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St. John’s International Women’s Film Festival begins today

Director Latonia Hartery puts the finishing touches on a scene from “Hopeless Romantic,” the St. John’s International Women’s Film Festival closing-night feature.
Director Latonia Hartery puts the finishing touches on a scene from “Hopeless Romantic,” the St. John’s International Women’s Film Festival closing-night feature. - Contributed

29th annual event starts with opening night gala screening of “An Audience of Chairs”

The St. John’s International Women’s Film Festival gets underway today for its 29th year.

Workshops, panels, and of course, film screenings, will kick off tonight with the ExxonMobil Opening Night Gala and feature film, “An Audience of Chairs” at ScotiaBank Theatre.

The five-day festival concludes Sunday evening with the closing-night feature, “Hopeless Romantic.”

Even for a women’s film festival, “Hopeless Romantic” has a lot of talented female directors – six women, all from Atlantic Canada – Martine Blue, Stephanie Clattenburg, Deanne Foley, Latonia Hartery, Ruth Lawrence and Megan Wennberg.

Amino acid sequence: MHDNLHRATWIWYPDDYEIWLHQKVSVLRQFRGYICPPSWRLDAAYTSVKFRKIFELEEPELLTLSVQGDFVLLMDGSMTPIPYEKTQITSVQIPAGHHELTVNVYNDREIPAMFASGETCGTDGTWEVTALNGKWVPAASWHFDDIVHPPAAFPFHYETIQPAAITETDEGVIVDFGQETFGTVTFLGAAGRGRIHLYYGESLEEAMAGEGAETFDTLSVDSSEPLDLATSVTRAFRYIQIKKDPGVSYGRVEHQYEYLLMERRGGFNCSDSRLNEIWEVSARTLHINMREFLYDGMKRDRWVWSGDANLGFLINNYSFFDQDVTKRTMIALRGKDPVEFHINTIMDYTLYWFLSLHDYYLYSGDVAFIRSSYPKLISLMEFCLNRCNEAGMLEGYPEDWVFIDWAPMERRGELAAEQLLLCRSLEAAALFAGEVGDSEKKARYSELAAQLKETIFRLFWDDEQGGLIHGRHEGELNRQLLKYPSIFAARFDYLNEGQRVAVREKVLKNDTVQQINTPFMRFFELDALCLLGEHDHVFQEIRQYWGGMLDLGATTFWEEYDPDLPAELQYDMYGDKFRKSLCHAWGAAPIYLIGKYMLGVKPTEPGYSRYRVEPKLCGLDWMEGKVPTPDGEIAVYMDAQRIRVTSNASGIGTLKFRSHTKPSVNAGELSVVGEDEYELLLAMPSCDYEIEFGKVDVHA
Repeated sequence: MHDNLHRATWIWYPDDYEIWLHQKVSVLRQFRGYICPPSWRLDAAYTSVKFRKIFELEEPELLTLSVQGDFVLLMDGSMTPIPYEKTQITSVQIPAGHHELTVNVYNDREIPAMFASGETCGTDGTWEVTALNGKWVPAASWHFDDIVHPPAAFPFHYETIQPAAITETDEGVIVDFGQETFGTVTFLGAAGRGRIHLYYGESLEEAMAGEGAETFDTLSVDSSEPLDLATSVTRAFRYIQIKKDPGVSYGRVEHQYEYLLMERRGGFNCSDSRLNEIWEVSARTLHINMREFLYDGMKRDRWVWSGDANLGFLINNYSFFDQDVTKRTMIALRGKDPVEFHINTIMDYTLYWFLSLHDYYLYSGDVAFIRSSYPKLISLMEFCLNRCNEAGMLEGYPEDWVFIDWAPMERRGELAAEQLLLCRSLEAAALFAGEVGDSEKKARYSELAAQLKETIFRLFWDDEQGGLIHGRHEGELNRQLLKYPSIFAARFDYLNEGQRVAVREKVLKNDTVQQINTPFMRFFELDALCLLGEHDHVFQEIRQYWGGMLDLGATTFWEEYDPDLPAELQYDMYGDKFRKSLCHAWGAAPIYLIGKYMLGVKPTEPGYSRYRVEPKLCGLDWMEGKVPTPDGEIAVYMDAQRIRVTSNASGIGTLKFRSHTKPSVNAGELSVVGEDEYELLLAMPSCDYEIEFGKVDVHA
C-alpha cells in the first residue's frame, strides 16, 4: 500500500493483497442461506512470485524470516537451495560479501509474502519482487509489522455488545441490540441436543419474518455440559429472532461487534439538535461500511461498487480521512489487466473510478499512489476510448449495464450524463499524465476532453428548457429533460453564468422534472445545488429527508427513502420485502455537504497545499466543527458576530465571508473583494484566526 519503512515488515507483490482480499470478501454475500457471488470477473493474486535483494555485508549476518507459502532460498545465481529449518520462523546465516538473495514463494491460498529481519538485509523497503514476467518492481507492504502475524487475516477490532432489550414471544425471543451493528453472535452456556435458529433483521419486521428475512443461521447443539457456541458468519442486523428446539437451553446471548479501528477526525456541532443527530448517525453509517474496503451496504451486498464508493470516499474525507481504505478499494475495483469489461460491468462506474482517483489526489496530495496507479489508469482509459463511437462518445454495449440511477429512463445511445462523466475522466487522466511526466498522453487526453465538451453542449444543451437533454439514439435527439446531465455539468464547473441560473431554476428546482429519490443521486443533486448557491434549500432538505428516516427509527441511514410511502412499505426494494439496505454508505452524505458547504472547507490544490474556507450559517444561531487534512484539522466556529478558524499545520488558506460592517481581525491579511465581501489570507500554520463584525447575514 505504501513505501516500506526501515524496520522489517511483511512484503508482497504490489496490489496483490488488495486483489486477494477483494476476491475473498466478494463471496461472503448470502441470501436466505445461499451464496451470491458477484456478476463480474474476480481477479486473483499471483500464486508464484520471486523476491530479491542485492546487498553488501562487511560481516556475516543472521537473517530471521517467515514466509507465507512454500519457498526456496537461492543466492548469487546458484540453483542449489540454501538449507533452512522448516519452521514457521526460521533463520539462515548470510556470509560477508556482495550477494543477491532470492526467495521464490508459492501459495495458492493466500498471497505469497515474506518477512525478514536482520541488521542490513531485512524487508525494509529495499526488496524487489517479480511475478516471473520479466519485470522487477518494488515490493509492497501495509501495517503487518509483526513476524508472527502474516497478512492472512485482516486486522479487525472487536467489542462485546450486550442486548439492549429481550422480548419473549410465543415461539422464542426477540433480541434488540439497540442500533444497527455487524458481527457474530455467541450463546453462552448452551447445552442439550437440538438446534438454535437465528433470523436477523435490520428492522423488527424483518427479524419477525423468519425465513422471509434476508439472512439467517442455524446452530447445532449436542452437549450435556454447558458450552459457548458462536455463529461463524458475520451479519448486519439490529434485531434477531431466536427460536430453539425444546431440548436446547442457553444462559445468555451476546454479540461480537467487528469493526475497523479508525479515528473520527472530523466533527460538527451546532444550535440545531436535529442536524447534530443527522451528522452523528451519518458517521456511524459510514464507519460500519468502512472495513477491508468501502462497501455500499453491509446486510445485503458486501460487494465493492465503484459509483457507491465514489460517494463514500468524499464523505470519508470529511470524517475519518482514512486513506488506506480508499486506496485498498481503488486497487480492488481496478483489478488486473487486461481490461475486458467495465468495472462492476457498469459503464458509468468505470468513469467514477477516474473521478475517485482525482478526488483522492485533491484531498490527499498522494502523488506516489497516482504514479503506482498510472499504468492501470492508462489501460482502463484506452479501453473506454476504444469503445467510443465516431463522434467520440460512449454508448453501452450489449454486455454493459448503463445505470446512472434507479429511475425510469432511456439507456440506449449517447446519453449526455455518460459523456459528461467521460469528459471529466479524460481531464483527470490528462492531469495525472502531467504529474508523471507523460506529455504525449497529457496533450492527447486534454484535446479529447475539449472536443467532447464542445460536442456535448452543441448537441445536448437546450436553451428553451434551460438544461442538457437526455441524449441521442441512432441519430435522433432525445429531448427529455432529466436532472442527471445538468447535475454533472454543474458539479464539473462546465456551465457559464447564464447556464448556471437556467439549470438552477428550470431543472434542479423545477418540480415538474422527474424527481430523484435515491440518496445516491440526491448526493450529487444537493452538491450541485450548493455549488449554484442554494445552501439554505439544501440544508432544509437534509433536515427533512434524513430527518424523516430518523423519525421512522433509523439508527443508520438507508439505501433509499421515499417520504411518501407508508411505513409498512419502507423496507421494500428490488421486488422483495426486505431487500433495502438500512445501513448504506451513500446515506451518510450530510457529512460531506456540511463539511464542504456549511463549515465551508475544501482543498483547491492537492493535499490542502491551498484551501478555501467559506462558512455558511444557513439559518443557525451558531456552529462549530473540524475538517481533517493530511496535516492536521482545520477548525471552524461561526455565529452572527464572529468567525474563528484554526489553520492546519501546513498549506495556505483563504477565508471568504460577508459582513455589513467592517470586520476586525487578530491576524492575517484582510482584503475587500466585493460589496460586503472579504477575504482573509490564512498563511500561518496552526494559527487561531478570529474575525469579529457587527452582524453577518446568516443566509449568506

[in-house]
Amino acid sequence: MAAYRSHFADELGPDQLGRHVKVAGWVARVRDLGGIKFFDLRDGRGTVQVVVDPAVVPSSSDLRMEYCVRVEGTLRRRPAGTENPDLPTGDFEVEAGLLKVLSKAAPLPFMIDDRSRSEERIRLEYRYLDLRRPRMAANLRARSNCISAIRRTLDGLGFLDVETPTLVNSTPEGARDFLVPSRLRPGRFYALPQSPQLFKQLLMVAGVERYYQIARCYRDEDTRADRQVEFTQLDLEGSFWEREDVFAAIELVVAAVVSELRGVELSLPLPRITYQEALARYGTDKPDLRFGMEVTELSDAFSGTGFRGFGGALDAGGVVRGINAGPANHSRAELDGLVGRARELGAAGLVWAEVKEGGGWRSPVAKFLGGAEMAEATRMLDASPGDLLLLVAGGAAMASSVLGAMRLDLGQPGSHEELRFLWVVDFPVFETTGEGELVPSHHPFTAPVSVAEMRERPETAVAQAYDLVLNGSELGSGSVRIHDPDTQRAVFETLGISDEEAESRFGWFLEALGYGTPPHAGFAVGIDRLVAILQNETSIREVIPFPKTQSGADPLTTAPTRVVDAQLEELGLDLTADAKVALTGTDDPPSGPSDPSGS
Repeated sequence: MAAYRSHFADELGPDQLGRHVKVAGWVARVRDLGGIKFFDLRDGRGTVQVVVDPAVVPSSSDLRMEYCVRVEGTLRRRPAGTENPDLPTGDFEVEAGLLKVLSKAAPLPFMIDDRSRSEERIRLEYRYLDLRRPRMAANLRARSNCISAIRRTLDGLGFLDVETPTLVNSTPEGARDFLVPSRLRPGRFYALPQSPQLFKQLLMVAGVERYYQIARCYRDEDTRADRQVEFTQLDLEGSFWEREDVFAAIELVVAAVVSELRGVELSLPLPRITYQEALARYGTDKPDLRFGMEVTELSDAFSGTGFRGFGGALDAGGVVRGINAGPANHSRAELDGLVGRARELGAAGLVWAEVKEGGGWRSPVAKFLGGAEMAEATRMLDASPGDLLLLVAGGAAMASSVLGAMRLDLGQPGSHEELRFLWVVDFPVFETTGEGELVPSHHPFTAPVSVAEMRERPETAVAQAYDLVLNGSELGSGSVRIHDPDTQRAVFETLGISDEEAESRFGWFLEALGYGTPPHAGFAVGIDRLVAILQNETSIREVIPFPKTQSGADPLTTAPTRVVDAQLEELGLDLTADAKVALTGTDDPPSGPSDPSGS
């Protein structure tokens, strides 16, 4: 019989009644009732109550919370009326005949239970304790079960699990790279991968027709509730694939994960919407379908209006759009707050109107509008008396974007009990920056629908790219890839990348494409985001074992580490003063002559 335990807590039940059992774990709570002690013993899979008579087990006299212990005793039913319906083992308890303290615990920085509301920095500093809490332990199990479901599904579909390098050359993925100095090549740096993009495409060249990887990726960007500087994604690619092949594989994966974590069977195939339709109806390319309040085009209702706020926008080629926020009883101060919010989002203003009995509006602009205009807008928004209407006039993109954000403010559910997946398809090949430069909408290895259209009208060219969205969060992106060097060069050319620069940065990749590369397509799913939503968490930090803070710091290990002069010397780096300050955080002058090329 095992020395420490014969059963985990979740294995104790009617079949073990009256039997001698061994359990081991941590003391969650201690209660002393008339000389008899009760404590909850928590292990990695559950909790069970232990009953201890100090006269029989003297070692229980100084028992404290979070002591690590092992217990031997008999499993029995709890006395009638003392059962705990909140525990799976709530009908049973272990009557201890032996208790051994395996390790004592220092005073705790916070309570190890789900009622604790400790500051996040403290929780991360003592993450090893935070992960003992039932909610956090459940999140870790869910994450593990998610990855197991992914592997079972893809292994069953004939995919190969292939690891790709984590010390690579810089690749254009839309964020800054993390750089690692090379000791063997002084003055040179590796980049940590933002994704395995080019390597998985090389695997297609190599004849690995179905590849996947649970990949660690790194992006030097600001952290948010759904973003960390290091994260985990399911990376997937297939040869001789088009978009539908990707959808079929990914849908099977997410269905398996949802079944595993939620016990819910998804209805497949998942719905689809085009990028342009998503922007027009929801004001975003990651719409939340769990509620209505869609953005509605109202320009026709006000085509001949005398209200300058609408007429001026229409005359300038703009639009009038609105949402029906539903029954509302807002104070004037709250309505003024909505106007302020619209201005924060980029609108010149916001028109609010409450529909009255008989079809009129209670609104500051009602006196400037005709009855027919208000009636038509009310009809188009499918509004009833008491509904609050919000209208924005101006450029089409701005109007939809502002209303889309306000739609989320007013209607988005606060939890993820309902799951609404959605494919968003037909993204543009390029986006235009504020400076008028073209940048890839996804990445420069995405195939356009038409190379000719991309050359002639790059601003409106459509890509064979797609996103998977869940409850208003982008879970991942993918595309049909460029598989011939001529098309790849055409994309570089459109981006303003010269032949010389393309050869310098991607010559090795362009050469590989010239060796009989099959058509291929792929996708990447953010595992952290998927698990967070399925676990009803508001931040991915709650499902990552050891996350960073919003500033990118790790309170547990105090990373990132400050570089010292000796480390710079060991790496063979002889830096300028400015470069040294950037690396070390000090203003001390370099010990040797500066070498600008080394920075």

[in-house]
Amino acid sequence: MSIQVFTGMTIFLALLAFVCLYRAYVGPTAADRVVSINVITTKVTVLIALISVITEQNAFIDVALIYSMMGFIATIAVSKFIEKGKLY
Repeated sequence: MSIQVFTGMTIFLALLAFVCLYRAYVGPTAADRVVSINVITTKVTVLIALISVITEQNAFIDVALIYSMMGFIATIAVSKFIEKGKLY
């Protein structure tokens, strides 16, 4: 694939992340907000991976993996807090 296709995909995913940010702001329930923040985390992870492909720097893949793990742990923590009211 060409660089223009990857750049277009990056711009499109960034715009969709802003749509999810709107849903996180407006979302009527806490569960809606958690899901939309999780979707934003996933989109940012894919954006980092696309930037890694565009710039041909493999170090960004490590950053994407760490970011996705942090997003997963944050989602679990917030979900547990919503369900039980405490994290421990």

It stars Lynda Boyd as Anna, who meets a series of people at a wedding and learns about their romantic pasts through a series of flashbacks – each flashback is directed by a different director, and those segments are held together with the overarching story of the wedding in the anthology-style film.

Hartery said directing with such impressive company was “one of the best experiences” of her life.

“The film industry still can benefit from having more female directors, and with all of us being part of this film together, it’s just further launching our careers – some people also now have their own features, which they didn’t have before.”

While “Hopeless Romantic” is a romantic comedy with a dramatic edge, Hartery said it’s not the typical boy-meets-girl story.

“This is a little more insightful, I think, than that, and a little more truthful about what relationships are like.”

While she’s excited to see a film that she directed close out the festival, she said she’s also looking forward to the Indigenous Women in Film panel.

“Every year they have a number of workshops, panels, and industry forums where we can go to be trained that just makes us better and better every year, and in that way, (the festival) is really one of the key cornerstones of the film industry in Newfoundland and Labrador.”

Those panels and workshops focus on funding advice, diversity in film, a pitch session and more.

For audiences, there are about 50 films, ranging from shorts to features. They’ll be screened at a few different locations, including The Rooms, the LSPU Hall and ScotiaBank Theatre.

For tickets and a full schedule of this week’s events, visit www.womensfilmfestival.com.

juanita.mercer@thetelegram.com

Twitter: @juanitamercer_

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